A lack of tree coverage in a neighborhood jeopardizes more than physical wellbeing. It also contributes to stress and anxiety. “There is a booming body of literature on the benefits of green space exposure for both physical and mental health,” said Alessandro Rigolon, an assistant professor in the University of Utah’s city planning department.
Yet the intended beneficiaries of new and improved parks can end up becoming their victims, leading to gentrification that displaces longtime residents from an area as it improves.
Rigolon said larger parks and open space projects, such as the revitalization of the Los Angeles River, tend to have particularly strong effects on gentrification. So, too, do parks built close to downtowns and linear parks like the Highline that can connect cyclists and pedestrians with different parts of a city. “We don’t know about the gentrifying effects of pocket parks yet,” he said.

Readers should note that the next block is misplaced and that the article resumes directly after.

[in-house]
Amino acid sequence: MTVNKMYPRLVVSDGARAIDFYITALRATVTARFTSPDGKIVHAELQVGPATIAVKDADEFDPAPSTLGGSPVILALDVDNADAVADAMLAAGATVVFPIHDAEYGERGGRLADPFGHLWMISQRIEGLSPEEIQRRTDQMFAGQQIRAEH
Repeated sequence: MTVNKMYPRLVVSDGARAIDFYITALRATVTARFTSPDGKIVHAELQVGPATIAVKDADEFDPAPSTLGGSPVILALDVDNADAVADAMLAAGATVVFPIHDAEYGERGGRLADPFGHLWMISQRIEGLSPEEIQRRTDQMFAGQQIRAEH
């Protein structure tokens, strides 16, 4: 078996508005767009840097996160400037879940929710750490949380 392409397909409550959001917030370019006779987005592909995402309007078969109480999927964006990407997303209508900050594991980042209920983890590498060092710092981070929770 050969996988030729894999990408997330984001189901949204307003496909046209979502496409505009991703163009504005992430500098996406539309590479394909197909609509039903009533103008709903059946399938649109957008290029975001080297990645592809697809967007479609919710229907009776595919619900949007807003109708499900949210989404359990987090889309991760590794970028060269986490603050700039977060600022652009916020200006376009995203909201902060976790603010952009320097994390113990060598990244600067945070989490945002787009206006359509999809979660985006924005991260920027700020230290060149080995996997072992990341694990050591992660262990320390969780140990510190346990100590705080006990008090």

Because of these gentrifying impacts from parks, Rigolon said that “when we do invest in those amenities,” it’s important to be “upfront in our efforts to do something about affordable housing, both in terms of maintaining existing affordable housing and building new.”
Rigolon said the disparity between rich and poor areas can be even greater when talking about the number of trees than the number of acres of parkland, partly a legacy of nonprofit and volunteer groups prioritizing street tree plantings and maintenance in wealthier and whiter neighborhoods.
“Environmental nonprofits were mostly helping those more affluent communities, because that’s where the early environmentalists started from,” Rigolon said. “The momentum movement is fortunately evolving, and it’s evolved probably in the last 20 years to recognize issues of justice and equity.”